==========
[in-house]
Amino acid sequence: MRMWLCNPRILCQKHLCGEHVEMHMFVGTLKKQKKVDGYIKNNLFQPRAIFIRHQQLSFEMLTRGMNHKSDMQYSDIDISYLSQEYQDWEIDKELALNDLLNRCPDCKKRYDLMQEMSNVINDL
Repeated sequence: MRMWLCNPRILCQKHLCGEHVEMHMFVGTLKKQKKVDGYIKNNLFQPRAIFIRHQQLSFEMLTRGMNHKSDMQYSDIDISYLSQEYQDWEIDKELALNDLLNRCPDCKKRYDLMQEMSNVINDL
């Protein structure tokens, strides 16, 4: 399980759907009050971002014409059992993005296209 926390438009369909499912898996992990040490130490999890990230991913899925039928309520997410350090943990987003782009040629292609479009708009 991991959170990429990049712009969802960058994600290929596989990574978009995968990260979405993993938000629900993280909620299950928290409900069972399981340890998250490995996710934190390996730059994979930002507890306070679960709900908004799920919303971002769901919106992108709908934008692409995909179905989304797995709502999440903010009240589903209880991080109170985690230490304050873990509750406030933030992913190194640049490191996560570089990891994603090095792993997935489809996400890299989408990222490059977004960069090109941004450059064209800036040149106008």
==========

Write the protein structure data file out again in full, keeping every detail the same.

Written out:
[in-house]
Amino acid sequence: MRMWLCNPRILCQKHLCGEHVEMHMFVGTLKKQKKVDGYIKNNLFQPRAIFIRHQQLSFEMLTRGMNHKSDMQYSDIDISYLSQEYQDWEIDKELALNDLLNRCPDCKKRYDLMQEMSNVINDL
Repeated sequence: MRMWLCNPRILCQKHLCGEHVEMHMFVGTLKKQKKVDGYIKNNLFQPRAIFIRHQQLSFEMLTRGMNHKSDMQYSDIDISYLSQEYQDWEIDKELALNDLLNRCPDCKKRYDLMQEMSNVINDL
């Protein structure tokens, strides 16, 4: 399980759907009050971002014409059992993005296209 926390438009369909499912898996992990040490130490999890990230991913899925039928309520997410350090943990987003782009040629292609479009708009 991991959170990429990049712009969802960058994600290929596989990574978009995968990260979405993993938000629900993280909620299950928290409900069972399981340890998250490995996710934190390996730059994979930002507890306070679960709900908004799920919303971002769901919106992108709908934008692409995909179905989304797995709502999440903010009240589903209880991080109170985690230490304050873990509750406030933030992913190194640049490191996560570089990891994603090095792993997935489809996400890299989408990222490059977004960069090109941004450059064209800036040149106008």